A Passionate Affair X

And finally, any discussion of paperweight collectors would not be complete without including Paul Jokelson, who was affectionately called by his friends, “The King of Paperweights”. He earned that title buy his lifelong enthusiasm and support for paperweights, and for being an advocate for paperweight collectors, artists, and dealers. Jokelson was born in France, and bought his first paperweight (the famous “Bird in the Nest”) in Paris at age 18 in 1923 for about $25. As any collector will do, he began to study his newfound interest, and learned that paperweights were no longer being made. This sparked him in the early 1950s to persuade Saint Louis and Baccarat glass works and revive the art and begin making them again after a nearly 100 year hiatus. This re-introduction of the art served to whet the appetite of new collectors who were drawn by the formation of the Paperweight Collectors Association (PCA) which Jokelson founded in 1953, and was its president from 1953 – 1981. Their membership quickly grew from 75 collectors when it was founded to about 1800 members in 20 years. The manufacture of new paperweights helped to balance the increased demand of the many new collectors attracted to paperweights as a result of the formation of the PCA. Jokelson became a world authority on paperweights, and was a prolific author, publishing many paperweight-related books and articles. He built an enviable collection through the years, but never let it be more than 105 weights at one time by “trading up” and constantly improving the quality of his pieces. In 1983, Jokelson sold 71 of his contemporary and antique weights in an auction at Sotheby’s which realized over $500,000. After the auction he said, “They are as perfect as can be, lovely, rare, and I will miss them. I would like to think that the people who acquire my weights will enjoy them as much as I did, will admire them each and every day, and discover all the time as I did, new designs and canes, and the weights will be in their homes to see whenever they feel like it.”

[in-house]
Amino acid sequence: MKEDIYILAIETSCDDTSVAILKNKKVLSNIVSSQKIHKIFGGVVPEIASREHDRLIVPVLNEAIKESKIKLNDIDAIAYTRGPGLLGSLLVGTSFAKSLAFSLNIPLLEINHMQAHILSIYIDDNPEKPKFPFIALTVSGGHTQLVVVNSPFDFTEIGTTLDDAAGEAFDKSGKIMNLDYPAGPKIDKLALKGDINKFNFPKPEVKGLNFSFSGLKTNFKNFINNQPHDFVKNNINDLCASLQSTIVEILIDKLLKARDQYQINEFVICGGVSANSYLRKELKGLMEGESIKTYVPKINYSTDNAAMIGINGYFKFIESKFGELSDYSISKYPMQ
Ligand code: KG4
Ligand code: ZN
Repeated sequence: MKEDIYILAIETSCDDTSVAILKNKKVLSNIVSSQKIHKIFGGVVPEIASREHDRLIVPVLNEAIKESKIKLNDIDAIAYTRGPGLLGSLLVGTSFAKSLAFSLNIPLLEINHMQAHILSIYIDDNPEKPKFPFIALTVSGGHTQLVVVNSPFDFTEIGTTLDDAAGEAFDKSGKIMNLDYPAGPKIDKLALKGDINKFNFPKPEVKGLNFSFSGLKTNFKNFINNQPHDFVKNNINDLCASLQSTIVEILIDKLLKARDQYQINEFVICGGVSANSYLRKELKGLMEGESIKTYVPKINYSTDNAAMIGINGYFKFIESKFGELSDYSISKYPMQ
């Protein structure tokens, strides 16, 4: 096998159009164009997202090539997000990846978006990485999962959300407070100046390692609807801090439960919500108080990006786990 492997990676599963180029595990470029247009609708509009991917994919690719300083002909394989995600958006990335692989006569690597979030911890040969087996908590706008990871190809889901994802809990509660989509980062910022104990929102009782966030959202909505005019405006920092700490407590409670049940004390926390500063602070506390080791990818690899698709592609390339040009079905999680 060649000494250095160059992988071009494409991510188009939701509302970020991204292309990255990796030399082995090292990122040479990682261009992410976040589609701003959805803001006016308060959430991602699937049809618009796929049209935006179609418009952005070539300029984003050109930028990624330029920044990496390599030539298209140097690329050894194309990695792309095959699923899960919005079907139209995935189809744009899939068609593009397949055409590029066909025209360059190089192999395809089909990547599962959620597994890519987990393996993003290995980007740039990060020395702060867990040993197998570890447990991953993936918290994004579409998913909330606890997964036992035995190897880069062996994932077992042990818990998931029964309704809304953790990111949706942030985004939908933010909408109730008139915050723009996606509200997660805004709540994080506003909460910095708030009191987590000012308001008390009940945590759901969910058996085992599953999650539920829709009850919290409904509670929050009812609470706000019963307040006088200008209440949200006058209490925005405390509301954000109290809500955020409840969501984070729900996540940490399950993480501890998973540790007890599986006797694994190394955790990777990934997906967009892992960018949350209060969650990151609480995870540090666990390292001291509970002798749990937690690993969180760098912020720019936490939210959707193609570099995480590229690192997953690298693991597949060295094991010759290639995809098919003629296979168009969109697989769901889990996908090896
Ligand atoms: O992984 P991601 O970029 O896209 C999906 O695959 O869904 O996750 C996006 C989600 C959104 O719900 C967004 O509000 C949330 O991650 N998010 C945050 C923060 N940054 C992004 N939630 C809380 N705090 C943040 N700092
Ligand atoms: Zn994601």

Pal led a fascinating life, which could easily be the subject of an entire book – but collectors best know him for his role in reviving the lost art of making paperweights and for founding the PCA in 1953. He died in 2002 at age 97, and will be remembered through a scholarship fund in his name organized by the International Paperweight Society Foundation.

These very exceptional collectors through the years all had two things in common – first, a true passion for their collecting, and second, the privilege of having sufficient financial resources to build extensive collections of very rare and expensive weights. It is interesting to recognize that with all their wealth and exposure to other art forms, they chose to collect paperweights – a tremendous endorsement of this art form.

However, a privileged life is not necessary to enjoy one’s collection. Indeed, I believe that a collector with modest means can enjoy his collection every bit as much as a wealthy person does. The only differences between the two collections are really just the rarity of the items and the number of weights in their collections. The physical beauty and the creativity of the weights may be very similar. I also firmly believe the old saying that “Beauty is in the eye of the beholder.”

And so ends the section on the great collectors, fans of small glass art works!